Why I am Selling Ituran
Hi folks, see my recent post on why I am selling out all of my Ituran Location & Control (ITRN) shares on Monday, just published on Seeking Alpha.
Hi folks, see my recent post on why I am selling out all of my Ituran Location & Control (ITRN) shares on Monday, just published on Seeking Alpha.
This is a stock I purchased in my IRA on September 1, 2010, when it was trading at $32.48/share. Today it trades at $58.92/share. Needless to say, it has been a big winner for me. However, it was always a small position, at a $617.12 original cost basis. I only bought 19 shares. By comparison, I own over $4,000 in XOM stock, and have similarly “large” (for me) positions in MSFT, INTC, and BRK.B.
The position has remained small because I have been guilty here of price anchoring. I think I got afraid of the increased nominal price, and have failed to pay attention to the underlying business.
It’s time for an update. In my update, I conclude that the company is not wildly undervalued. It would be a strong buy at $54.88, not far below where it is today. If it goes above $82.32/share, and the fundamentals have not changed, it is time to say adios. It is obviously nowhere near that level.
Here is my most recent sheet. As you can see, I keep things fairly simple.
I have used a WACC of 11% here, which is in-line with consensus. I assume no debt or cash. (The actual net cash/debt position is about $4 billion of debt, but I assume based on its cash generation it can basically maintain that in perpetuity.) For my free cash flow growth rate, I’m only assuming 3% growth over the next ten years, even though in last nine years it has averaged 9.67% annualized growth. The problem is in the last three years that stalled to 7.59%, and in the last year, the annualized growth was only 3.12%. I attribute most of this decline to recent regulatory changes, but I never assume higher growth than present growth. In fact, even my 3% growth assumption may prove too optimistic, and is the thing I’m most worried about in my analysis.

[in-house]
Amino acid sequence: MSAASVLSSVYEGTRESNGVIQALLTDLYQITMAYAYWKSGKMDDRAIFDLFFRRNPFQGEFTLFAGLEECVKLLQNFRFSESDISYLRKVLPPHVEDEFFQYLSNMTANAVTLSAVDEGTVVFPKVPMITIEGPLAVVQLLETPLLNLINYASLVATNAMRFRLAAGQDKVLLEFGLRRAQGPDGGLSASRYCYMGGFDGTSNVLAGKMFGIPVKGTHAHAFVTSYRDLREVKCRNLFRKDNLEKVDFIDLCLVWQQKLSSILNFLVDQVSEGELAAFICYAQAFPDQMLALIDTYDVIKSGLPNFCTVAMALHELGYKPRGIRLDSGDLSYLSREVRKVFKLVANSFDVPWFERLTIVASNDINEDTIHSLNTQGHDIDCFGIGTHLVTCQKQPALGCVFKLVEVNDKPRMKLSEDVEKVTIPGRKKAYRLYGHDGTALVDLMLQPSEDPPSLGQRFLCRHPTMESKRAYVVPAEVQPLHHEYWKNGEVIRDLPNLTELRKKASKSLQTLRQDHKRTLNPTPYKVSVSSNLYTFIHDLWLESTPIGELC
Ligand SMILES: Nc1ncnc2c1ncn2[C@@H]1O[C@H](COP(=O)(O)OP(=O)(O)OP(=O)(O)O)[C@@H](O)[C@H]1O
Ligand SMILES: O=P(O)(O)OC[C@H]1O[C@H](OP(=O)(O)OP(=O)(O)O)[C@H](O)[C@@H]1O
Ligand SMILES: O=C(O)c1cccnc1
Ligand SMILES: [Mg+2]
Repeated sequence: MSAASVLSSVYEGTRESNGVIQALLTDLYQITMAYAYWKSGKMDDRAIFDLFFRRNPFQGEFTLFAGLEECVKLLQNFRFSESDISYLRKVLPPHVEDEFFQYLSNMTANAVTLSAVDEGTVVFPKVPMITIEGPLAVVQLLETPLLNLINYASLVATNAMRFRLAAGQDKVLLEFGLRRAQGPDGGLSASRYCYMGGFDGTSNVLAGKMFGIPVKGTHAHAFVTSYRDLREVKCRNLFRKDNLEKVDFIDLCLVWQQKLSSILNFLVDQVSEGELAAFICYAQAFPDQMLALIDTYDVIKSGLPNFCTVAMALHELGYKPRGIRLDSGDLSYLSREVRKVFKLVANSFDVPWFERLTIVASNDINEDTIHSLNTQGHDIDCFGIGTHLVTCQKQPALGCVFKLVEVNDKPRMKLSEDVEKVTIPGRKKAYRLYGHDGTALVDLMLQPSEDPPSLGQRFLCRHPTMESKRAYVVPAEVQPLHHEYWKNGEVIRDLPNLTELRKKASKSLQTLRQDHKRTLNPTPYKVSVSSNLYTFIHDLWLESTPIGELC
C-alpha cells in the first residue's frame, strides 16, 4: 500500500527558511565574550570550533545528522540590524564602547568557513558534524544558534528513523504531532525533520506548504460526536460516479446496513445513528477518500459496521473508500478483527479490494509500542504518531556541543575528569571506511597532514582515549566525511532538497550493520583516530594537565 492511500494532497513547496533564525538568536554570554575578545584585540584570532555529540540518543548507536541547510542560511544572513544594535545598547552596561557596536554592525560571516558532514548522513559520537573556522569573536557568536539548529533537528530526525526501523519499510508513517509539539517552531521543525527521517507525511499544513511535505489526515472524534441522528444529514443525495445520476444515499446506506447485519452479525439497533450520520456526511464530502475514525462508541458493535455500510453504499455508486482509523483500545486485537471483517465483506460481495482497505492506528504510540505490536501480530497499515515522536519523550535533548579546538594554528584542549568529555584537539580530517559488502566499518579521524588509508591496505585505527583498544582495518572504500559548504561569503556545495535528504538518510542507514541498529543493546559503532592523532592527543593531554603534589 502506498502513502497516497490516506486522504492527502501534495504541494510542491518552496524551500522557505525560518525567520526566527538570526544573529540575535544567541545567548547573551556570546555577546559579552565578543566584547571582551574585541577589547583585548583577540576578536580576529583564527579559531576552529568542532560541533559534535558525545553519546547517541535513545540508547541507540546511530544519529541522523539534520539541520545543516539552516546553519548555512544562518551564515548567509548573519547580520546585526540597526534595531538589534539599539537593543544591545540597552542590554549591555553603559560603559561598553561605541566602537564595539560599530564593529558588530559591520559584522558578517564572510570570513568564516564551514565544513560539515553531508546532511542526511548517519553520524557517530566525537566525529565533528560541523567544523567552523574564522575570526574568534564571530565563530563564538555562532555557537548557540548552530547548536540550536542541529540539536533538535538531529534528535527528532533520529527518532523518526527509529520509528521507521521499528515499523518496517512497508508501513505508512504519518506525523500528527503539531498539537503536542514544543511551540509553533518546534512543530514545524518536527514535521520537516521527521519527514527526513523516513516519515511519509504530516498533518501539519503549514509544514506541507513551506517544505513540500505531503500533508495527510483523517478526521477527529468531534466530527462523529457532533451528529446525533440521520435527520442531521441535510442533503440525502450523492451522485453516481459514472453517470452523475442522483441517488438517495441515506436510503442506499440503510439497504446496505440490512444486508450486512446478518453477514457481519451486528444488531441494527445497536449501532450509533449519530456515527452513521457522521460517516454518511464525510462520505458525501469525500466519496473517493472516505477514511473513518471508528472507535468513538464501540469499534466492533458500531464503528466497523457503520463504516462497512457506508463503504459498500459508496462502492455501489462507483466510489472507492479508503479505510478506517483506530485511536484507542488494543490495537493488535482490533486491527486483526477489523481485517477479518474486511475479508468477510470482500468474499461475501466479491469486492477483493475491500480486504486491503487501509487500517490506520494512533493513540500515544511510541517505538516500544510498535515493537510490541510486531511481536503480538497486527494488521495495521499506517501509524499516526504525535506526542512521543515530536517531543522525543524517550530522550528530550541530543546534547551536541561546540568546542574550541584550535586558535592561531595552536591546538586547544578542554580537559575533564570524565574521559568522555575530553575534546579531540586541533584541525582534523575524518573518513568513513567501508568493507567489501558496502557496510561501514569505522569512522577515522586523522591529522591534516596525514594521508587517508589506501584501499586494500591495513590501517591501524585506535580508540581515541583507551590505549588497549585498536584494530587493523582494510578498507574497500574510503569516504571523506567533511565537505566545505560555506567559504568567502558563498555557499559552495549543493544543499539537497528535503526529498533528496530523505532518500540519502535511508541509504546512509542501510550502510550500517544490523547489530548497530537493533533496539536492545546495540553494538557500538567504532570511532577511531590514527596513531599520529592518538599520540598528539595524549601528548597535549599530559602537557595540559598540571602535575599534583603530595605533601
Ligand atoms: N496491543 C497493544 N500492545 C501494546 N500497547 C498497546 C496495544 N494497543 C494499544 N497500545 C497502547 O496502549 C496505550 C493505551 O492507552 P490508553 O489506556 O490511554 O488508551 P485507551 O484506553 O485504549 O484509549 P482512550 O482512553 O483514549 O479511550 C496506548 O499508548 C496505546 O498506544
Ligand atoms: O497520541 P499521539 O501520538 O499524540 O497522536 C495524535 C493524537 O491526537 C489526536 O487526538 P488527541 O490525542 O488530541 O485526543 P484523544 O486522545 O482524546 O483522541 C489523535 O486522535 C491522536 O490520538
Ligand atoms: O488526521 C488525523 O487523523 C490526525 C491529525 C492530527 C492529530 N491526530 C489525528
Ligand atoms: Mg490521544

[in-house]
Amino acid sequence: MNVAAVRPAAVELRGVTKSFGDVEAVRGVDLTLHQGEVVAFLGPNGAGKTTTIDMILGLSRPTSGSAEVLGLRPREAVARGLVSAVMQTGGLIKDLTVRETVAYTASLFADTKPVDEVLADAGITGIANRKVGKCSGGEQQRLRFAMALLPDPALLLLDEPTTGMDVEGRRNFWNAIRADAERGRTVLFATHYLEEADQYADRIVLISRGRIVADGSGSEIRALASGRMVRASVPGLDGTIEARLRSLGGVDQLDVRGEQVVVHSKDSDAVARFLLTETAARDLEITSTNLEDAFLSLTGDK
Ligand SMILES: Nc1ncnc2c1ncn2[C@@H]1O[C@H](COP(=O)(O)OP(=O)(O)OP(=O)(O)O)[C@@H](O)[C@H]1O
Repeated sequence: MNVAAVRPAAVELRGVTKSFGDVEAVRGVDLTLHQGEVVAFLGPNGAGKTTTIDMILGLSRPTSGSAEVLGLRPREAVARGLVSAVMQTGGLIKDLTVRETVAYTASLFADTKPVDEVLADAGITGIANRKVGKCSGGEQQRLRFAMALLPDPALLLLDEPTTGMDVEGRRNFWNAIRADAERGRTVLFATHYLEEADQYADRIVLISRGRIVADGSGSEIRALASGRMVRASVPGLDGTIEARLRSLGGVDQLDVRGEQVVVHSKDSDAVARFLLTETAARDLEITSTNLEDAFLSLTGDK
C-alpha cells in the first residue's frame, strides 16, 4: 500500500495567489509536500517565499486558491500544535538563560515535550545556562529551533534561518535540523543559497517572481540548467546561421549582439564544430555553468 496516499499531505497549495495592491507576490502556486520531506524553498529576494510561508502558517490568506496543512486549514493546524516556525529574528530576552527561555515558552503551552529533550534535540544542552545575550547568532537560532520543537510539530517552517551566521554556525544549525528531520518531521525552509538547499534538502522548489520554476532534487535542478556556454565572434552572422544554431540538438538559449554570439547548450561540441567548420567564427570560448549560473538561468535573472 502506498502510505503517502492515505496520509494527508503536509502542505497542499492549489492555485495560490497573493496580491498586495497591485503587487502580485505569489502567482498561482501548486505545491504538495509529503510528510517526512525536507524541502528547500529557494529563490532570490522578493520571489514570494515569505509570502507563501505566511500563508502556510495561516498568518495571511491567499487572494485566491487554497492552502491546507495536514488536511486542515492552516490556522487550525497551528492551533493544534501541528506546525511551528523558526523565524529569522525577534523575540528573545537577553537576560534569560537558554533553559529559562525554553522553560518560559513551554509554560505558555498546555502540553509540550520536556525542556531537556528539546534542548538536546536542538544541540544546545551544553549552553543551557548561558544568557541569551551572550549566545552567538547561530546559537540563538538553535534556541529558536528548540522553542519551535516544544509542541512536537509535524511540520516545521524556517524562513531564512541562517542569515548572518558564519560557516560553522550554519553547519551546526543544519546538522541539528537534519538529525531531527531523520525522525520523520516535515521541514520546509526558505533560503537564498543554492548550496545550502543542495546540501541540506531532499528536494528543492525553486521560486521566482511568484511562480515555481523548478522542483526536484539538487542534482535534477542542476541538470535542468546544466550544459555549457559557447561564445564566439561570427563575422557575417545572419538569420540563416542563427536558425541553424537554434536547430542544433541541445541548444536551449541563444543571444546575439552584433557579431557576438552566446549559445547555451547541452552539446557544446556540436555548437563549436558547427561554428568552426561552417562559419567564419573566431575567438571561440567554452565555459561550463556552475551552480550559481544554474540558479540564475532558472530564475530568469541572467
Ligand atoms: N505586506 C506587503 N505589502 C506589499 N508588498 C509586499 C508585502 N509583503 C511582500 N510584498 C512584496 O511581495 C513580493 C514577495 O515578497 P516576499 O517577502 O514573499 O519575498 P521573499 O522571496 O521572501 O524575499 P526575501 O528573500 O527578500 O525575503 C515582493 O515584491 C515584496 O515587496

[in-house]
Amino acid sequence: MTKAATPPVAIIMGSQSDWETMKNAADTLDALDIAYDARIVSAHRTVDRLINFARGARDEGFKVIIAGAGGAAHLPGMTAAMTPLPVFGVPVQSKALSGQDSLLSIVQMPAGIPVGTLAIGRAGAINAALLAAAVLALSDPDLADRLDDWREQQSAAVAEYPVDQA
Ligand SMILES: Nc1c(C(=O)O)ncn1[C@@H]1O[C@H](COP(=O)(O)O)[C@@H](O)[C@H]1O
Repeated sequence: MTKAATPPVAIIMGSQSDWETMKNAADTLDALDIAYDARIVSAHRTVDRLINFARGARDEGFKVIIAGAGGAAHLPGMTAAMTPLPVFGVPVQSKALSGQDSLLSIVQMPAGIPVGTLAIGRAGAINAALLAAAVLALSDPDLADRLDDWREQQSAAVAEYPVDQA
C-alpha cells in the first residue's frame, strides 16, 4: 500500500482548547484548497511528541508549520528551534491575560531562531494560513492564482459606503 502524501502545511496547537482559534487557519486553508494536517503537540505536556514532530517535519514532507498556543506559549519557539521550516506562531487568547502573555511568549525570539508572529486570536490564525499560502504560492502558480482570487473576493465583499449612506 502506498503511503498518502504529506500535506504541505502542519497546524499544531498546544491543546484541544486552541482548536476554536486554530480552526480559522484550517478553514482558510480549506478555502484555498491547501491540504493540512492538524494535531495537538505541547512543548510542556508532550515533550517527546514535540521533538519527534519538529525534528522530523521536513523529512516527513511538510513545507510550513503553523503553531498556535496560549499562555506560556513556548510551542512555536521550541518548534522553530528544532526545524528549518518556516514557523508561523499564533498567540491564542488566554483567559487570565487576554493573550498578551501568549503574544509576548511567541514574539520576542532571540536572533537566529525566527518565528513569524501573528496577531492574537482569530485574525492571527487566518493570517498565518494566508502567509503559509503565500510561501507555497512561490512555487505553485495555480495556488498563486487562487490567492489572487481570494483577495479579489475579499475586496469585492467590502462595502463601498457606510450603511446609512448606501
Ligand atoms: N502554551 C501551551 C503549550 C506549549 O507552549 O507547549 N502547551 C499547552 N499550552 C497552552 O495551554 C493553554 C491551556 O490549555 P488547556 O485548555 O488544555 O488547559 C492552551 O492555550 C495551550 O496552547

On the other hand, it matches Morningstar’s analysis closely, and even if you assume 1% growth, the stock is worth around $61/share. My pessimism is also tempered by the fact the company has reduced its diluted share count by 16.2% in the past four years, which is great, and future such reductions should prove accretive to the value of future free cash flows attributable to my shares.
Substantively, my thesis from 2010 has not been blown: Obamacare will not destroy this company, its scale confers massive advantages in such a highly-regulated industry, and it is well-run. Nothing since 9/2010 has changed these basic assumptions. I actually think Morningstar in evaluating United Health’s ”moat” is probably being too pessimistic in assigning the company only a narrow moat, given the regulatory environment in which it operates. They likely attribute the declining free cash flow growth to moat issues, whereas I attribute it to regulatory changes.